DEFINITION of 'Treynor Index'
A measure of riskadjusted performance of an investment portfolio. The Treynor Index measures a portfolio's excess return per unit of risk, using beta as the risk measure; the higher this number, the greater "excess return" being generated by the portfolio. The index was developed by economist Jack Treynor.
Also known as the Treynor Ratio.
INVESTOPEDIA EXPLAINS 'Treynor Index'
Like the Sharpe ratio  which uses standard deviation rather than beta as the risk measure  the fundamental premise behind the Treynor Index is that investment performance has to be adjusted for risk, in order to convey an accurate picture of performance.
For example, assume Portfolio Manager A achieves a portfolio return of 8% in a given year, when the riskfree rate of return is 5%; the portfolio had a beta of 1.5. In the same year, Portfolio Manager B achieved a portfolio return of 7%, with a portfolio beta of 0.8.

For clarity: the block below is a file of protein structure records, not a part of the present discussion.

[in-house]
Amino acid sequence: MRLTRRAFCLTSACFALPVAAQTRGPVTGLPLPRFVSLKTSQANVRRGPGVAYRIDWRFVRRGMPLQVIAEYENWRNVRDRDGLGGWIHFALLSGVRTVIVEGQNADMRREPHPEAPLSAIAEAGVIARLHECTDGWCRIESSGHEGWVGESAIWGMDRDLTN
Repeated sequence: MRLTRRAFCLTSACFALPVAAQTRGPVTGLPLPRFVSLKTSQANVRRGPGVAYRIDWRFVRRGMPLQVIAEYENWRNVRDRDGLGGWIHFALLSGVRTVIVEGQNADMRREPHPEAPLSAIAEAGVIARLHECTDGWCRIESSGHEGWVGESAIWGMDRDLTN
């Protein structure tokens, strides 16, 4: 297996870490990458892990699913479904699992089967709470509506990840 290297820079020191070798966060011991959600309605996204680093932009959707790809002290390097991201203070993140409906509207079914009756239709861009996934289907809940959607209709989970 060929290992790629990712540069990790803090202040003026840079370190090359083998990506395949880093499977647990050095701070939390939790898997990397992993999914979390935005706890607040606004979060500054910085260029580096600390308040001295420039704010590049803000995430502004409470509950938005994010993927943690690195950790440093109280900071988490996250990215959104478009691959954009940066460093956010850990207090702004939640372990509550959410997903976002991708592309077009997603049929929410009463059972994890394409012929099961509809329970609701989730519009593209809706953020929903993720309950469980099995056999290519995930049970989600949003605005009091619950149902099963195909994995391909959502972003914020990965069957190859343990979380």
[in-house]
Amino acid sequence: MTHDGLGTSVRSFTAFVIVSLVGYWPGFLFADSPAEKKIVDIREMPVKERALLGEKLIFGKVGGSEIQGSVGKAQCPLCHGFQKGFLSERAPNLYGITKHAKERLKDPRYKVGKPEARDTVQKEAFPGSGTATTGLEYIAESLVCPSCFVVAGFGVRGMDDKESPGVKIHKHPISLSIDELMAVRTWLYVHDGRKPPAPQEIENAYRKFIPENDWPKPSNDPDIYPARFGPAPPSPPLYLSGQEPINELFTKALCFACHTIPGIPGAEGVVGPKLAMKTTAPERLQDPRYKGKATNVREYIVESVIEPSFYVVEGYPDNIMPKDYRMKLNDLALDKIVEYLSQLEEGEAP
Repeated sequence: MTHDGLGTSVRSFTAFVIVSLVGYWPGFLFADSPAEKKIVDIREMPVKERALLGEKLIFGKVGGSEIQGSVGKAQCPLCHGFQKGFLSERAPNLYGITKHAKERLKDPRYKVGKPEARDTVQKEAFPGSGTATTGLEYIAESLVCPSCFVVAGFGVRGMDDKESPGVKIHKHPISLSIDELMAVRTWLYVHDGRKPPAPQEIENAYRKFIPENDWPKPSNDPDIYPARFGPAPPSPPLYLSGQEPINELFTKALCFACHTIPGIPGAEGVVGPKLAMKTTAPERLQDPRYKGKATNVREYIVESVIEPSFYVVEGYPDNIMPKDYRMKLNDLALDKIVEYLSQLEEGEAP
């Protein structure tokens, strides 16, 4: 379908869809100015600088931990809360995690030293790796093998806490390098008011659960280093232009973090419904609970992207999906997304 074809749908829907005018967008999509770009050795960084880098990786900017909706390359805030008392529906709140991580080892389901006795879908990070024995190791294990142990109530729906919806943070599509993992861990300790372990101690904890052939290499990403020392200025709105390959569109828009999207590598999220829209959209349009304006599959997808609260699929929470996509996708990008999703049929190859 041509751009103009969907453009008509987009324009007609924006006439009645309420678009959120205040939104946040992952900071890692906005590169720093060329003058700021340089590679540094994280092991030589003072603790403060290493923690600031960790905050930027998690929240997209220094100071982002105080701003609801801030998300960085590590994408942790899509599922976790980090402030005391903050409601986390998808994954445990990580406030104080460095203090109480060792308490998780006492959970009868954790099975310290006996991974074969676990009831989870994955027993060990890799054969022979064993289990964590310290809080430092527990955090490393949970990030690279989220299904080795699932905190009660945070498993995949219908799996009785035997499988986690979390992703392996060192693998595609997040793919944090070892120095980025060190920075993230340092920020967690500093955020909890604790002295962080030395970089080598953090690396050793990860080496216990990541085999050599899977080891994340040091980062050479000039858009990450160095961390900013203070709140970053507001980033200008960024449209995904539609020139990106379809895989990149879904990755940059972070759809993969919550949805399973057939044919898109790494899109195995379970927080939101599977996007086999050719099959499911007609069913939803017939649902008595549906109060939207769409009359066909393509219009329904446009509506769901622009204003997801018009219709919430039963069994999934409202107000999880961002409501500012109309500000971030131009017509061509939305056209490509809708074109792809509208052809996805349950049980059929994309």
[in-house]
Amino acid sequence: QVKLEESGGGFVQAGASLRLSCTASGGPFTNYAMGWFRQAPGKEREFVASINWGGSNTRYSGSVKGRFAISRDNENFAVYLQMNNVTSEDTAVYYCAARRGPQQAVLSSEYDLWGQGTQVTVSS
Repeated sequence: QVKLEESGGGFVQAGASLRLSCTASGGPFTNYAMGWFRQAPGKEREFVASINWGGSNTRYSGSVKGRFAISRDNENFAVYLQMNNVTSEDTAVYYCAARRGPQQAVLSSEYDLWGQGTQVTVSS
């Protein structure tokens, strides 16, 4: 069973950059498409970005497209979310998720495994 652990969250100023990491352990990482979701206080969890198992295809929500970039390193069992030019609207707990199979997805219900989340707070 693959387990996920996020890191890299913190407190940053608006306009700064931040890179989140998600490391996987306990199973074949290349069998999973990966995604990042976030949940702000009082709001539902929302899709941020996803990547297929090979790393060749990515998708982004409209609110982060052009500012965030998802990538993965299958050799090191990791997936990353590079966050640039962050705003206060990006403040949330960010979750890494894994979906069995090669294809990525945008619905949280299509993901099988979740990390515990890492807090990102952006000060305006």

The Treynor Index is therefore 2.0 for A, and 2.5 for B. While Portfolio Manager A exceeded B's performance by a percentage point, Portfolio Manager B actually had the better performance on a riskadjusted basis.

Return On Investment  ROI
A performance measure used to evaluate the efficiency of an investment ... 
Sharpe Ratio
A ratio developed by Nobel laureate William F. Sharpe to measure ... 
Index
A statistical measure of change in an economy or a securities ... 
Capital Market Line  CML
A line used in the capital asset pricing model to illustrate ... 
Treynor Ratio
A ratio developed by Jack Treynor that measures returns earned ... 
Beta
A measure of the volatility, or systematic risk, of a security ...

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